Taylor Youngs, Homeowner Association Manager
Have you ever wondered what a homeowners association (HOA) is and how it can benefit your family and community? HOAs provide services to community members in terms of both individual property management tasks and overall community maintenance. Think of an HOA as a regulating, governing structure for planned communities, including single-family and condominium developments. An HOA’s core function is to keep property values high by establishing a set of standards for all participating homeowners to maintain.
Single-family homes established within HOAs are highly desired for a number of reasons. HOAs can take on the burden of managing everything from community pool and recreation center maintenance to utility bills for individual homeowners. They often regulate everyday lifestyle impacts like pet ordinances, quiet hours, groundskeeping, and road repair. New members of the community agree to abide by HOA rules, making HOA-managed communities attractive for those seeking stability and reliability during and following their transition to their new home. HOAs are so popular, that the average HOA-managed single-family home sells for about 5% more than homes residing outside of HOAs. In terms of average dollars, that’s a sale bonus of nearly $14k – for just residing within an HOA!
Eastbrook Homes proudly offers a number of HOA-managed communities. Homeowner Association Manager Taylor Youngs is well-versed in the unique features of Eastbrook’s HOAs and loves sharing HOA tips and information with new Eastbrook homebuyers. Join us as we listen to her expert perspective on what you need to know when considering an HOA-managed community for your next home.
Introduce yourself! What is it you do for Eastbrook Homes?
My name is Taylor Youngs and I am the Homeowner Association Manager for Eastbrook Homes. My role involves invoicing/collecting association dues, paying association invoices, and answering homeowner questions/concerns.
What do HOA’s do for a community?
HOAs do slightly different things depending on the type of association. For example, a “single-family” (master community) homeowners association could be responsible for things like grounds maintenance (mowing, mulch, irrigation), private road maintenance, and maintaining any amenities of the association (such as a pool and/or clubhouse if applicable). Condominium homeowners associations, on the other hand, could be responsible for things like lawn maintenance, snow removal of driveways, private road maintenance, and some exterior building elements.
Can you explain the benefits of having an HOA?
A homeowner association helps maintain the common areas to ensure the community is maintained at a high standard. This includes property values. If your community has amenities, such as a pool or clubhouse, the association maintains these items. For a condo association, it can mean less maintenance for homeowners (not maintenance free!)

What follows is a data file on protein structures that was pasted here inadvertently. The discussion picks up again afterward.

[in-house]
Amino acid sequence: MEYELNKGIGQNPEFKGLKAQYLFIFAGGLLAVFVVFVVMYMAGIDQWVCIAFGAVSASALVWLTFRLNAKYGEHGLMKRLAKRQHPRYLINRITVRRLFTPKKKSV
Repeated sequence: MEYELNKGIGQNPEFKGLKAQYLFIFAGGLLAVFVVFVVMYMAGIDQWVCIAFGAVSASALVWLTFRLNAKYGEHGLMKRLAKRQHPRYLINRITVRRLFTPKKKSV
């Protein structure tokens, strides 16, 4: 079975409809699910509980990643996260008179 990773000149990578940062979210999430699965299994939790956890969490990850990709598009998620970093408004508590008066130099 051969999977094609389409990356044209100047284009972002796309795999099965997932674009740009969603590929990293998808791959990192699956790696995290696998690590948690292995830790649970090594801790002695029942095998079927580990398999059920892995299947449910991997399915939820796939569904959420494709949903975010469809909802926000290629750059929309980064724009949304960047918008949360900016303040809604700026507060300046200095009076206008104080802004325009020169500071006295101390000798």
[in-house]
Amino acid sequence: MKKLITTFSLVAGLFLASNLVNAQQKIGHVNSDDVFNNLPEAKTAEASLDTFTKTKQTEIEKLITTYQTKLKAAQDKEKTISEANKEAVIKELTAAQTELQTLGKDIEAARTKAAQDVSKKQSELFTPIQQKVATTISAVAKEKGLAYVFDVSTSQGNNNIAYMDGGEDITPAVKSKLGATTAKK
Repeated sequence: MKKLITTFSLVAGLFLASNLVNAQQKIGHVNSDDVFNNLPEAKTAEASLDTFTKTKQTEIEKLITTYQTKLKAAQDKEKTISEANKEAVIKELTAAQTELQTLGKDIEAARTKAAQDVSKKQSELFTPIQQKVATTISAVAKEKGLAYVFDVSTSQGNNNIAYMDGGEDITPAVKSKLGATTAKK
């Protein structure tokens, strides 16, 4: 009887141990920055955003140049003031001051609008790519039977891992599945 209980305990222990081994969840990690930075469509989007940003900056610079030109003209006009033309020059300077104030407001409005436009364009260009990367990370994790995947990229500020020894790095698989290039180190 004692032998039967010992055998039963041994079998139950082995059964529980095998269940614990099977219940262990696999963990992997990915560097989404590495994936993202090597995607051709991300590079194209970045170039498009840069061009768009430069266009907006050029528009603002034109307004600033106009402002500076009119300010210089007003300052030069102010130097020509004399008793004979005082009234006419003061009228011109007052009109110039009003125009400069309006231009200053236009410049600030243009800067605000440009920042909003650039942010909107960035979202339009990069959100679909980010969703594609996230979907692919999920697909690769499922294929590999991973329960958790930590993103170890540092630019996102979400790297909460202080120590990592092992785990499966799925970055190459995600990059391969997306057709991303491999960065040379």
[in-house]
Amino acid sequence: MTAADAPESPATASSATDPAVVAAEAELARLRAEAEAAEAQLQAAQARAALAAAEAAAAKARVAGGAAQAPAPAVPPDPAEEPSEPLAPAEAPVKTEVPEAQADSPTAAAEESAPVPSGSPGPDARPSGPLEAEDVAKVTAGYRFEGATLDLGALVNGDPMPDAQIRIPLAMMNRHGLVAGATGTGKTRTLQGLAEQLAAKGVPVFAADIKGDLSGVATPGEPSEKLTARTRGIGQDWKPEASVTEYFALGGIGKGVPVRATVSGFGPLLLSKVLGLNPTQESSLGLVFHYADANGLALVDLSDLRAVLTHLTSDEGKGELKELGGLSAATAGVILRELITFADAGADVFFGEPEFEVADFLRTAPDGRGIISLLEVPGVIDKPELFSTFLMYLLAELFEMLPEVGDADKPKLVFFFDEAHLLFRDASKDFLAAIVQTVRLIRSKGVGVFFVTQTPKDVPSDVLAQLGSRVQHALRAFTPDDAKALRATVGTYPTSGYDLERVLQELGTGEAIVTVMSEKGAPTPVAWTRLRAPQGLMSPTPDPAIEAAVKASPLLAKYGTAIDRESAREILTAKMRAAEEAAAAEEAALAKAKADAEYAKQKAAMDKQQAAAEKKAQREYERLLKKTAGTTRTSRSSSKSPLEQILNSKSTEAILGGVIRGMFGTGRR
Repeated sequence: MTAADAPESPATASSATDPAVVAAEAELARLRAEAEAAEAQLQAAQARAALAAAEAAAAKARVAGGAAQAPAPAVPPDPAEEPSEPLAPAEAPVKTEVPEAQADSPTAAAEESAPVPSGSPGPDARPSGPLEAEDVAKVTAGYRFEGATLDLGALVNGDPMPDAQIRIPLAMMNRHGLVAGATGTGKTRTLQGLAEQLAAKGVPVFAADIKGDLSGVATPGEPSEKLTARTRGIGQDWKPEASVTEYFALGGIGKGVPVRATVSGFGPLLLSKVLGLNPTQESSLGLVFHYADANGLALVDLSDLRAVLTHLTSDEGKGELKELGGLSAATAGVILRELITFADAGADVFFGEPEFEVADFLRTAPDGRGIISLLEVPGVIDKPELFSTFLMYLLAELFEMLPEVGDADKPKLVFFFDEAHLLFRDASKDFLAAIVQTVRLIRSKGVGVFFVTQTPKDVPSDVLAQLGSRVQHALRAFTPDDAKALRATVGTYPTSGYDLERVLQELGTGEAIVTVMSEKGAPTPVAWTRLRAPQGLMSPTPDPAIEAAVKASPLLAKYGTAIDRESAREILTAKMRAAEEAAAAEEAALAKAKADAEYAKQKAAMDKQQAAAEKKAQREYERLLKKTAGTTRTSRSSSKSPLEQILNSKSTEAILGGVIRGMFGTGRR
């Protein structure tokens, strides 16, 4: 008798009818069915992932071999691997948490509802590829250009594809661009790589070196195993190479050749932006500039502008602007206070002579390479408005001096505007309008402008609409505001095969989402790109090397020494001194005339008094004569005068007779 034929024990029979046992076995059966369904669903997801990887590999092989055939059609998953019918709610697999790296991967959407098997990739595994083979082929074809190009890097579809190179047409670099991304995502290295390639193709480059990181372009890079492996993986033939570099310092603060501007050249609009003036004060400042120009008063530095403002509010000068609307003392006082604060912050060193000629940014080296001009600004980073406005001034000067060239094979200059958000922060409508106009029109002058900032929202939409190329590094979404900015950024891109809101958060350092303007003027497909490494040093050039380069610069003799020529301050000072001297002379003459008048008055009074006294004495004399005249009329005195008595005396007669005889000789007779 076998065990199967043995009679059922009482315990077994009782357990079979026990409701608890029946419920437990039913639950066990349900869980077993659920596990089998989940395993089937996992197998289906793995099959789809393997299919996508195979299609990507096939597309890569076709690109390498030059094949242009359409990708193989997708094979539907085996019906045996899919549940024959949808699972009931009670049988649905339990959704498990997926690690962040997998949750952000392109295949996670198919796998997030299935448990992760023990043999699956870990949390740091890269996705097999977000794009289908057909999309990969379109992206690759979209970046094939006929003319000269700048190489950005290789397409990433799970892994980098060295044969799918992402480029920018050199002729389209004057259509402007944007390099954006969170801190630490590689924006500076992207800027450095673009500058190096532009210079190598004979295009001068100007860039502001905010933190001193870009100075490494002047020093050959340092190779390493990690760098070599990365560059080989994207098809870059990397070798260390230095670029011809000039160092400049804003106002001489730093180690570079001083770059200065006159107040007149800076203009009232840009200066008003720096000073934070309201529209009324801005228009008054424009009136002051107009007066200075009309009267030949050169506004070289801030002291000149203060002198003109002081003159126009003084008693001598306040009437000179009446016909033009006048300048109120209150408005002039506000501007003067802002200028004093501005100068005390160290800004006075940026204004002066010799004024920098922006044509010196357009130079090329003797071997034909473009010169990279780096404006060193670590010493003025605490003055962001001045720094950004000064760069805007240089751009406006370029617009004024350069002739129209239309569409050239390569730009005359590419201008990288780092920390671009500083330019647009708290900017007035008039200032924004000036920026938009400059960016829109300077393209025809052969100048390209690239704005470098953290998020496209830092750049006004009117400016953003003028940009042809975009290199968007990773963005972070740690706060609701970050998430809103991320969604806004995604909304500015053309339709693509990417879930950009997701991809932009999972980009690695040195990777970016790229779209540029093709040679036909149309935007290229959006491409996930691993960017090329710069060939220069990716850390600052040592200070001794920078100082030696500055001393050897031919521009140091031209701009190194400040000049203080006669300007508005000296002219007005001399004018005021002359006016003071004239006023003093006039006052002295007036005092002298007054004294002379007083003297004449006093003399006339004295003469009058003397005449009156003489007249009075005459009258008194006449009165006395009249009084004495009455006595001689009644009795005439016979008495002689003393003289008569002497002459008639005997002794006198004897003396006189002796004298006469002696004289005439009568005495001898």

An HOA might not be for everyone; can you provide some reasons why someone may not want to live in a community with an HOA?
There are rules that uphold the standards of the community. Approval for exterior changes or additions is required prior to starting a project. If you don’t want to request approval for items, or find a certain rule too restrictive for what you’re looking for, then that particular association may not be for you. Always review the association documents beforehand. If something is a deal-breaker for you (such as putting in a pole barn or specific type of fencing), that association may not be the right fit. By reviewing the community documents thoroughly, a potential buyer can make sure that the association fits their needs.
What about those fees? How much does an HOA cost?
Association fees vary by association and type of association. For a “single-family” association, dues tend to be invoiced annually. For a condo association, dues are invoiced monthly. The cost of association dues also depends on the services/amenities included and the location of the community. For example, some associations may have a pool to maintain and others may not. Or for a condo association, if water/sewer is included in the HOA dues, those rates are determined by the municipality. The association will have to adjust dues accordingly.
Pro Tip: Check out individual community pages on the Eastbrook website and click on “HOA Information” to view current HOA fees by location!
I’m currently building with Eastbrook: what do I need to know about my HOA?
Being in an association doesn’t mean you can’t enjoy your home and community! Don’t let the “rules” scare you. If you ever have a question or concern, just ask! We want everyone to enjoy their community!
I’m in an Eastbrook community now: can I join an HOA board?
Eastbrook initially acts as the HOA management company, working on the homeowners’ behalf for the first few years as the community gets going. Eastbrook will manage the association until a certain percentage of homes are complete. Eventually, all associations are turned over to a homeowner Board of Directors. In most associations, we have advisory committees. These are made up of homeowner volunteers who can act as the spokesperson for the community.
Any other insights?
Always read your community documents. Pay attention to the “rules” of the association. Some people don’t realize they belong to an association or know what that means. Reading the community documents helps ensure everyone is on the same page.
Do you have additional questions about Eastbrook Homes’ HOA features, benefits, or fees? Connect with us here to discover your options and learn more about Eastbrook’s unique communities. We build everything from low-maintenance townhomes to shoreline single-family homes, each nestled in the heart of West Michigan and Greater Lansing Area communities. Take the first step toward making your dream living community a reality by contacting Eastbrook Homes today!